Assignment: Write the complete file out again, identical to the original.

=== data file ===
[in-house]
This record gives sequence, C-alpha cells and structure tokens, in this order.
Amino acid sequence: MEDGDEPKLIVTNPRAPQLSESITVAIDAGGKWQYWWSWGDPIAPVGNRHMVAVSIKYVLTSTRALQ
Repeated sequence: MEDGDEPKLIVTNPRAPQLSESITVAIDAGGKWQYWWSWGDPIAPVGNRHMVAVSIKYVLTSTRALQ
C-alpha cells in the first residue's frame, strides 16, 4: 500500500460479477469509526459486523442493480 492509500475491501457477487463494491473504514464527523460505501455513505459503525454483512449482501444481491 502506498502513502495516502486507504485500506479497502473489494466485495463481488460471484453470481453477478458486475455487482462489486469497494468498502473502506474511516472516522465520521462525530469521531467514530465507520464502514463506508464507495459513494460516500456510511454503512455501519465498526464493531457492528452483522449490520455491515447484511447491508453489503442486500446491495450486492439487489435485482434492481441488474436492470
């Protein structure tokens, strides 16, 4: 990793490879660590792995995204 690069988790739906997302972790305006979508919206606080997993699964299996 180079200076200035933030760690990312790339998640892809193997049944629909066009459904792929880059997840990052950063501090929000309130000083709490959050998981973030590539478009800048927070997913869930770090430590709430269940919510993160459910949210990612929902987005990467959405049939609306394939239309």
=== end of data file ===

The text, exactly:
[in-house]
This record gives sequence, C-alpha cells and structure tokens, in this order.
Amino acid sequence: MEDGDEPKLIVTNPRAPQLSESITVAIDAGGKWQYWWSWGDPIAPVGNRHMVAVSIKYVLTSTRALQ
Repeated sequence: MEDGDEPKLIVTNPRAPQLSESITVAIDAGGKWQYWWSWGDPIAPVGNRHMVAVSIKYVLTSTRALQ
C-alpha cells in the first residue's frame, strides 16, 4: 500500500460479477469509526459486523442493480 492509500475491501457477487463494491473504514464527523460505501455513505459503525454483512449482501444481491 502506498502513502495516502486507504485500506479497502473489494466485495463481488460471484453470481453477478458486475455487482462489486469497494468498502473502506474511516472516522465520521462525530469521531467514530465507520464502514463506508464507495459513494460516500456510511454503512455501519465498526464493531457492528452483522449490520455491515447484511447491508453489503442486500446491495450486492439487489435485482434492481441488474436492470
């Protein structure tokens, strides 16, 4: 990793490879660590792995995204 690069988790739906997302972790305006979508919206606080997993699964299996 180079200076200035933030760690990312790339998640892809193997049944629909066009459904792929880059997840990052950063501090929000309130000083709490959050998981973030590539478009800048927070997913869930770090430590709430269940919510993160459910949210990612929902987005990467959405049939609306394939239309």